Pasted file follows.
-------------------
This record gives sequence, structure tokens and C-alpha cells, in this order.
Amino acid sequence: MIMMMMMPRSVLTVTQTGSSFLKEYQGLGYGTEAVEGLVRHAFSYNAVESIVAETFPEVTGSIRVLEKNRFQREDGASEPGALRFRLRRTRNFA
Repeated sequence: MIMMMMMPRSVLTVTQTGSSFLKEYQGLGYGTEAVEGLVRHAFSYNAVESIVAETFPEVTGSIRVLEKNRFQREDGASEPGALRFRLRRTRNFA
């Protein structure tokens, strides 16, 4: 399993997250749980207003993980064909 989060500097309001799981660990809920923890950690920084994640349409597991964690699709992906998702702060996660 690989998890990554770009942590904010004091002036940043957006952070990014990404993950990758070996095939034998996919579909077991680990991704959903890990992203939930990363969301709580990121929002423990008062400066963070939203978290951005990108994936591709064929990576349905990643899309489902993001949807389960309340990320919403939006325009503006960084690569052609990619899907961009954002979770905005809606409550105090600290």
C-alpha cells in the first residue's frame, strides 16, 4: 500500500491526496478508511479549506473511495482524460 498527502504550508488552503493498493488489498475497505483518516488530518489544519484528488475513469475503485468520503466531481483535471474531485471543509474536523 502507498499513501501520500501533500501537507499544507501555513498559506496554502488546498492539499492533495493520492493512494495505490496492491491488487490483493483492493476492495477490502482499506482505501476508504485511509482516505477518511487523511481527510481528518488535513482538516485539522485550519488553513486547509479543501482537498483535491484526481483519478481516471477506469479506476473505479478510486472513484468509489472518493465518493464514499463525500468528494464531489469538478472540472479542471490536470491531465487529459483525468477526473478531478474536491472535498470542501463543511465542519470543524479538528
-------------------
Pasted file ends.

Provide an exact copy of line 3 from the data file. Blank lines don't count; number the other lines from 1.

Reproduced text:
Repeated sequence: MIMMMMMPRSVLTVTQTGSSFLKEYQGLGYGTEAVEGLVRHAFSYNAVESIVAETFPEVTGSIRVLEKNRFQREDGASEPGALRFRLRRTRNFA